proach started to awaken interest outside Scandinavia,  rst in Europe
and later in other countries, leading to conferences and publications on
a broader scale.10 Through these and the International Association for
Contract and Commercial Management (IACCM), information about
the approach reached pioneers of law and strategy, and law for competi-
tive advantage (LCAM),11 an emerging  eld of legal scholarship in the
United States.12 This expanded the already existing close collaboration
6. See ProActive Think Tank Mission Statement, available at h p://www.proac-
tivelaw.org/. See also h ps://www.iaccm.com/gp/proactive/?java&preview.
7. A PROACTIVE APPROACH, Scandinavian Studies in Law vol. 49 (Peter Wahl-
gren ed. 2006).
8. CORPORATE CONTRACTING CAPABILITIES, University of Joensuu Publica-
tions in Law, No. 21 (Soili Nyste’n-Haarala ed. 2008).
9. A PROACTIVE APPROACH TO CONTRACTING AND LAW (Helena Haapio
ed, 2008).
10. Proactive law conferences have taken place biannually in Helsinki, Stockholm,
Turku, Nancy and Copenhagen.
11. See Larry A. DiMa eo, George J. Seidel & Helena Haapio, Strategic Contracting:
Examining the Business-Legal Interface, in this book.
12. See generally Robert C. Bird, Pathways of Legal Strategy, 14 Stan. J. L. Bus. &
Fin. 1, 3-4 (2008); Constance E. Bagley, Winning Legally: The Value of Legal
Astuteness, 33 ACAD. MGMT. REV. 378, 383 (2008); Constance E. Bagley, What’s
16
The Past and Future of Proactive Law
between the promoters of preventive law and proactive law to new  elds
and led to  rst a empts to trace the history of these parallel develop-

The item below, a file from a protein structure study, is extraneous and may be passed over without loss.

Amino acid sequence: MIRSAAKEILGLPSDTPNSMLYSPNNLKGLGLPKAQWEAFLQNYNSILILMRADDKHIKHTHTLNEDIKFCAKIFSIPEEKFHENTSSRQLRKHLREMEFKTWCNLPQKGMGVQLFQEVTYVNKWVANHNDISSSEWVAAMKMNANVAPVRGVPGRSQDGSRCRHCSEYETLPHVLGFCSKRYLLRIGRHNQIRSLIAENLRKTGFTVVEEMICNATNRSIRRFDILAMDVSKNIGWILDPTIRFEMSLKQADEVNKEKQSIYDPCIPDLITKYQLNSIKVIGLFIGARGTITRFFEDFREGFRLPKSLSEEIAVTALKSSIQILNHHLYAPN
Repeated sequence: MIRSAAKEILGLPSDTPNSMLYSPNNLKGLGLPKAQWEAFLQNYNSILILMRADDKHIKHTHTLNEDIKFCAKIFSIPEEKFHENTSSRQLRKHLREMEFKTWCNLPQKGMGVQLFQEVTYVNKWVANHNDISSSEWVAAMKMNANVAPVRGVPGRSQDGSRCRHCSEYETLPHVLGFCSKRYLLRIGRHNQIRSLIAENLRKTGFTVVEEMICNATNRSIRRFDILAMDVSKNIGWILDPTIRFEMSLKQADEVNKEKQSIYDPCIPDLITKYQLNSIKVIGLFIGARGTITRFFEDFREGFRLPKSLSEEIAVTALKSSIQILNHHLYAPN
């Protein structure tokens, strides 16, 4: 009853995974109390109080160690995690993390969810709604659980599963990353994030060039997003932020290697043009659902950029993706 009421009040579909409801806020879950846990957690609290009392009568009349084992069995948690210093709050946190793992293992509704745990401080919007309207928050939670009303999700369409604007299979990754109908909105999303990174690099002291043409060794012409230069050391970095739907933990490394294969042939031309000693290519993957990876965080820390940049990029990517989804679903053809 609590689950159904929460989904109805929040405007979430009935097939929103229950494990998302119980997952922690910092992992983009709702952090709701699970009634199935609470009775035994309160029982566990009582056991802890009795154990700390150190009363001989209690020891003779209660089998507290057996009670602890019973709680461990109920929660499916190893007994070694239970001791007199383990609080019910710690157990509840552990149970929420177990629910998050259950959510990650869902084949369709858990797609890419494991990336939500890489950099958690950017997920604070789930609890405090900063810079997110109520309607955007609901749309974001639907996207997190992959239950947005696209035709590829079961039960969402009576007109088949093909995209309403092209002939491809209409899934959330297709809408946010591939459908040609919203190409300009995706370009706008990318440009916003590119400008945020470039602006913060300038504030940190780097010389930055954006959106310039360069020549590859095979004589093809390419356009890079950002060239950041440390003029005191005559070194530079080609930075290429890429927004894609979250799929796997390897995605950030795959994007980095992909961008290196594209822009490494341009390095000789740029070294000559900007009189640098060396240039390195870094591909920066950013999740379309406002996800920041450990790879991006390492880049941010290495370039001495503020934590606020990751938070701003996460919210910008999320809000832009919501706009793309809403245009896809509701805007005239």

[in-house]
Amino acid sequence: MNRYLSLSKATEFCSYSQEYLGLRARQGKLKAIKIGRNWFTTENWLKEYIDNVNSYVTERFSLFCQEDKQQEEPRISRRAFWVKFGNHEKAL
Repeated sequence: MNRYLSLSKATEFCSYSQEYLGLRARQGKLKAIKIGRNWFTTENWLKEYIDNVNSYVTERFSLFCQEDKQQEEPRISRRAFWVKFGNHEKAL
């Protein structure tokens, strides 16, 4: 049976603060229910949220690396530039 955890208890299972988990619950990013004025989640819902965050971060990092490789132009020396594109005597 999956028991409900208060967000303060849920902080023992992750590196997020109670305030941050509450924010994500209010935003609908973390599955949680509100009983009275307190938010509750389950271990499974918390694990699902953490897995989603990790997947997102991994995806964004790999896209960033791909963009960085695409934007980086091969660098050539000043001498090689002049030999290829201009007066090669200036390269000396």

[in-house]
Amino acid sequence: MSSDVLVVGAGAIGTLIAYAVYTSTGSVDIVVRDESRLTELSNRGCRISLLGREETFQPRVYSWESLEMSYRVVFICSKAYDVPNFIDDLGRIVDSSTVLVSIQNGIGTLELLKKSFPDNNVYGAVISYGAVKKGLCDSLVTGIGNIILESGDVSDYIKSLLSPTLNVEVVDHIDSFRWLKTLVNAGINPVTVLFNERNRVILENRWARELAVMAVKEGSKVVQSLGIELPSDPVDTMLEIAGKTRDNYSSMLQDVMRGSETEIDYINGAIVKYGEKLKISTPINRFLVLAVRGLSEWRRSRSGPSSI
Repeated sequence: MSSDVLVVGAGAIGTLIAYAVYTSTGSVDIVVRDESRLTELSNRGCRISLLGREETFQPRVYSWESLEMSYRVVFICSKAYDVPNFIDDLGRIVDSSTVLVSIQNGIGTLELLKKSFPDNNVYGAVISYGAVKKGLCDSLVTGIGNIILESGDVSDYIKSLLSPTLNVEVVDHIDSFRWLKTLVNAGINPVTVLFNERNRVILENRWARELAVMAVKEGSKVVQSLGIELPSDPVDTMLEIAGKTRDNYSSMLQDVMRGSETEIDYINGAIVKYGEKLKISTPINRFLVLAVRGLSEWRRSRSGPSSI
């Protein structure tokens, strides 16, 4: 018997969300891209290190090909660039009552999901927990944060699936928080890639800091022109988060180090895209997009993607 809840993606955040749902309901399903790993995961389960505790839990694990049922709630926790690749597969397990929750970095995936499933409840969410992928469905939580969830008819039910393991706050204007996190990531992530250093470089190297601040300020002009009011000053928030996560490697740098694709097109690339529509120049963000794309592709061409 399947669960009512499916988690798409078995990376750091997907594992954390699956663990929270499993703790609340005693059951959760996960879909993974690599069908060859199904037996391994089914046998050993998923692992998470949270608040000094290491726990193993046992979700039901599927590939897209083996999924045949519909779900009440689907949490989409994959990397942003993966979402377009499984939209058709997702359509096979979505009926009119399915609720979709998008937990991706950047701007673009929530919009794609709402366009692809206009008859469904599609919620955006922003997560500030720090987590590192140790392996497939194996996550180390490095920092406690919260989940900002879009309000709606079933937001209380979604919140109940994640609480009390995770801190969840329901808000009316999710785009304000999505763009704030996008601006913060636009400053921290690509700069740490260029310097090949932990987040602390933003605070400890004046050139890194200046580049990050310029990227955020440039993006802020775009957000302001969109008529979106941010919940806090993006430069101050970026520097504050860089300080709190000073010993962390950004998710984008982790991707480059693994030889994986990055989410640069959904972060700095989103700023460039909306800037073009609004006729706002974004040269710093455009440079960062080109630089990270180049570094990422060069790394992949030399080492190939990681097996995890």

ments and to merge their common themes.13
3. De nition and nature
Proactive law seeks a new approach to legal issues in business and
society. Instead of regarding law as a constraint that companies and
people in general need to comply with, a cost factor, an administrative
burden, or – at best – a means to protect one’s own or somebody else’s
interests against harmful behaviour of others, proactive law considers
law as an enabling instrument to create success and foster sustainable
relationships. An objective of proactive law is to use the law as a lever
to create value for the company, the individual or society in general.
According to de nitions found in common English language dic-
tionaries, the word proactive (also spelled pro-active) implies “acting
in anticipation of future problems, needs, or changes.”14 According to
Randy M. Page, “[t]he concept of proactivity emphasizes taking personal
responsibility for behaviour” based on values rather than “blam[ing]
circumstances, conditions or, conditioning for their behaviour.” 15 These
de nitions go back to experimental psychology from the 1930s which
de ne proactivity as “impairment or retardation of learning or of the
Law Got to Do with It?: Integrating Law and Strategy, 47 AM.BUS.L.J. 587
(2010); Robert C. Bird, Law, Strategy and Competitive Advantage, 44 U. CONN.
L. REV. 61(2011), available at h p://connecticutlawreview.org/documents/Bird.
pdf.